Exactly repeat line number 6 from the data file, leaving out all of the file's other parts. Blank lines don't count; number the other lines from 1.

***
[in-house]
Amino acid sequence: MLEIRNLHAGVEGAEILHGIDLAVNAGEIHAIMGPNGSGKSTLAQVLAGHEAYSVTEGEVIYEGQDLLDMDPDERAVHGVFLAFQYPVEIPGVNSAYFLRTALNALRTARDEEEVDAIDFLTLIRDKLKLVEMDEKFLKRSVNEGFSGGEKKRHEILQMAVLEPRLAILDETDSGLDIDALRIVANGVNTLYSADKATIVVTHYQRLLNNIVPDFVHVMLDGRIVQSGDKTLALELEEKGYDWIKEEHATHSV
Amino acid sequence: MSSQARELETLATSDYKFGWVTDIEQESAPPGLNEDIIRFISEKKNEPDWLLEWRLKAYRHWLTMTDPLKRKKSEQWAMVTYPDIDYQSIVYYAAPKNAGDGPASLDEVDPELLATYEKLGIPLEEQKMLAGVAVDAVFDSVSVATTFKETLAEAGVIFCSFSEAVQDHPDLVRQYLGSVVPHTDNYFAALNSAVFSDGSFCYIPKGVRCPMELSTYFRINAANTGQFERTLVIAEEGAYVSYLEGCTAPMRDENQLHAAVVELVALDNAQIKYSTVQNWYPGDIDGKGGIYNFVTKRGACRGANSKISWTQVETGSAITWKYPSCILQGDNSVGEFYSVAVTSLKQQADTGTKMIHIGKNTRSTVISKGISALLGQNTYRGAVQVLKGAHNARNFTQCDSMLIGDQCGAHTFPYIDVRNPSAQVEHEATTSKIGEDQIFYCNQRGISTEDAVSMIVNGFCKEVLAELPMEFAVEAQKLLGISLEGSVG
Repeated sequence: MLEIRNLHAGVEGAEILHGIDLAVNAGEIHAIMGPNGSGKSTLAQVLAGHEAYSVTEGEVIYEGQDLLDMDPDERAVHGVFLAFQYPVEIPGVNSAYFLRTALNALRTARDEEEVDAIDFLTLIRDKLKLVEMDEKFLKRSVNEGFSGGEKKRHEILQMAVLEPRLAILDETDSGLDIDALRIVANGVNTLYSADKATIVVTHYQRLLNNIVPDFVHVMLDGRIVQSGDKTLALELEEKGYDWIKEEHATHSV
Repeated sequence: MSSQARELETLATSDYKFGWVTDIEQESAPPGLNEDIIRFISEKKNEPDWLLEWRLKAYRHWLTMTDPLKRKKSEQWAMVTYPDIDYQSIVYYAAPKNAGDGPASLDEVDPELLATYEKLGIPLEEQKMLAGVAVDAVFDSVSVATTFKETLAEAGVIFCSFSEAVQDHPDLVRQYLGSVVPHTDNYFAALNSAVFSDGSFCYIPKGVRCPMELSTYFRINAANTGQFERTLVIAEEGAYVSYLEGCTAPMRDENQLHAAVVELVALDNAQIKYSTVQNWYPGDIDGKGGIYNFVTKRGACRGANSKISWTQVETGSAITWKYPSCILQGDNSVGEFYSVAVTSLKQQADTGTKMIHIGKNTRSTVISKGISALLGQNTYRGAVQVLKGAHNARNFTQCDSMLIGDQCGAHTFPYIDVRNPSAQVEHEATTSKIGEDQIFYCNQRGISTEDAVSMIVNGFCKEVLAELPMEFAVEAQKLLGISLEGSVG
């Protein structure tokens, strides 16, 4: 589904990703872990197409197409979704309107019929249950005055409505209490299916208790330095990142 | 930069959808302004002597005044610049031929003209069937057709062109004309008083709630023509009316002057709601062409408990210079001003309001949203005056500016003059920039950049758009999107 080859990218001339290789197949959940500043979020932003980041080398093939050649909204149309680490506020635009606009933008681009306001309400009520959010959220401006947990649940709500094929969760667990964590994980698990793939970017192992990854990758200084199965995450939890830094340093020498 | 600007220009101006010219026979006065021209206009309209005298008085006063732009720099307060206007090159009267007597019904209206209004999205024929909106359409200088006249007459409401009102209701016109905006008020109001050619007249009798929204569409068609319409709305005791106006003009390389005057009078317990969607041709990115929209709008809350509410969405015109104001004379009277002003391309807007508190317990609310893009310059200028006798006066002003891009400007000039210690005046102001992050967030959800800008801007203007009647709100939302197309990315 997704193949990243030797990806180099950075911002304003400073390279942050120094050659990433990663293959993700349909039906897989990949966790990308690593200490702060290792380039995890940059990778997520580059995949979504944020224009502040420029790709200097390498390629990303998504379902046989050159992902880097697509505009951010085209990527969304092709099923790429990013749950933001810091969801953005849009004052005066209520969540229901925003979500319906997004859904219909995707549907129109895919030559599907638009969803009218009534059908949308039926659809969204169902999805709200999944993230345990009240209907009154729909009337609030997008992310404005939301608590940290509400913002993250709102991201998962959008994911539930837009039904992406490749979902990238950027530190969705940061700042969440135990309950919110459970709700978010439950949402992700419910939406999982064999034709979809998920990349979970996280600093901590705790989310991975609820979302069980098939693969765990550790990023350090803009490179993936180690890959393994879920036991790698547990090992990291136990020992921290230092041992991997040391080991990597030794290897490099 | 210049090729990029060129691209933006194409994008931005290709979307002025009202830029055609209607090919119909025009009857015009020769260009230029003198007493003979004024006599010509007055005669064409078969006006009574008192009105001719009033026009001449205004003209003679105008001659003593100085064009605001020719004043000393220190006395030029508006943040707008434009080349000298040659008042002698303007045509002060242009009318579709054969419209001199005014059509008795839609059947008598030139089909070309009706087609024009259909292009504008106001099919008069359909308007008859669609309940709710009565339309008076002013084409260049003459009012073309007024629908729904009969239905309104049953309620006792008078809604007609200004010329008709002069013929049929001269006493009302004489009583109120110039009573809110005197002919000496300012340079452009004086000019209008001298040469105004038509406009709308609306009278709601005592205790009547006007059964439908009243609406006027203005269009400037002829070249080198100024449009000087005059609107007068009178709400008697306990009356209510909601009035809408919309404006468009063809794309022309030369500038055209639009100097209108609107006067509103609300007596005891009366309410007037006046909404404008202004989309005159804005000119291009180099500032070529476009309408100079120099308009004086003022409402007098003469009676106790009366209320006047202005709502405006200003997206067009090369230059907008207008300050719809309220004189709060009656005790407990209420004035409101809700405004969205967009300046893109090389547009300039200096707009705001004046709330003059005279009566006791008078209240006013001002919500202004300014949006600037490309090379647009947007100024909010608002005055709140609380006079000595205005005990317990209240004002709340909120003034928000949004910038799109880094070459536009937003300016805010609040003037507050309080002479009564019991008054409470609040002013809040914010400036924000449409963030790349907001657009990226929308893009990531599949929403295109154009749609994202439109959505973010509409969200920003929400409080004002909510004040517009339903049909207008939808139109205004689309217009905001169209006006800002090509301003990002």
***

């Protein structure tokens, strides 16, 4: 589904990703872990197409197409979704309107019929249950005055409505209490299916208790330095990142 | 930069959808302004002597005044610049031929003209069937057709062109004309008083709630023509009316002057709601062409408990210079001003309001949203005056500016003059920039950049758009999107 080859990218001339290789197949959940500043979020932003980041080398093939050649909204149309680490506020635009606009933008681009306001309400009520959010959220401006947990649940709500094929969760667990964590994980698990793939970017192992990854990758200084199965995450939890830094340093020498 | 600007220009101006010219026979006065021209206009309209005298008085006063732009720099307060206007090159009267007597019904209206209004999205024929909106359409200088006249007459409401009102209701016109905006008020109001050619007249009798929204569409068609319409709305005791106006003009390389005057009078317990969607041709990115929209709008809350509410969405015109104001004379009277002003391309807007508190317990609310893009310059200028006798006066002003891009400007000039210690005046102001992050967030959800800008801007203007009647709100939302197309990315 997704193949990243030797990806180099950075911002304003400073390279942050120094050659990433990663293959993700349909039906897989990949966790990308690593200490702060290792380039995890940059990778997520580059995949979504944020224009502040420029790709200097390498390629990303998504379902046989050159992902880097697509505009951010085209990527969304092709099923790429990013749950933001810091969801953005849009004052005066209520969540229901925003979500319906997004859904219909995707549907129109895919030559599907638009969803009218009534059908949308039926659809969204169902999805709200999944993230345990009240209907009154729909009337609030997008992310404005939301608590940290509400913002993250709102991201998962959008994911539930837009039904992406490749979902990238950027530190969705940061700042969440135990309950919110459970709700978010439950949402992700419910939406999982064999034709979809998920990349979970996280600093901590705790989310991975609820979302069980098939693969765990550790990023350090803009490179993936180690890959393994879920036991790698547990090992990291136990020992921290230092041992991997040391080991990597030794290897490099 | 210049090729990029060129691209933006194409994008931005290709979307002025009202830029055609209607090919119909025009009857015009020769260009230029003198007493003979004024006599010509007055005669064409078969006006009574008192009105001719009033026009001449205004003209003679105008001659003593100085064009605001020719004043000393220190006395030029508006943040707008434009080349000298040659008042002698303007045509002060242009009318579709054969419209001199005014059509008795839609059947008598030139089909070309009706087609024009259909292009504008106001099919008069359909308007008859669609309940709710009565339309008076002013084409260049003459009012073309007024629908729904009969239905309104049953309620006792008078809604007609200004010329008709002069013929049929001269006493009302004489009583109120110039009573809110005197002919000496300012340079452009004086000019209008001298040469105004038509406009709308609306009278709601005592205790009547006007059964439908009243609406006027203005269009400037002829070249080198100024449009000087005059609107007068009178709400008697306990009356209510909601009035809408919309404006468009063809794309022309030369500038055209639009100097209108609107006067509103609300007596005891009366309410007037006046909404404008202004989309005159804005000119291009180099500032070529476009309408100079120099308009004086003022409402007098003469009676106790009366209320006047202005709502405006200003997206067009090369230059907008207008300050719809309220004189709060009656005790407990209420004035409101809700405004969205967009300046893109090389547009300039200096707009705001004046709330003059005279009566006791008078209240006013001002919500202004300014949006600037490309090379647009947007100024909010608002005055709140609380006079000595205005005990317990209240004002709340909120003034928000949004910038799109880094070459536009937003300016805010609040003037507050309080002479009564019991008054409470609040002013809040914010400036924000449409963030790349907001657009990226929308893009990531599949929403295109154009749609994202439109959505973010509409969200920003929400409080004002909510004040517009339903049909207008939808139109205004689309217009905001169209006006800002090509301003990002």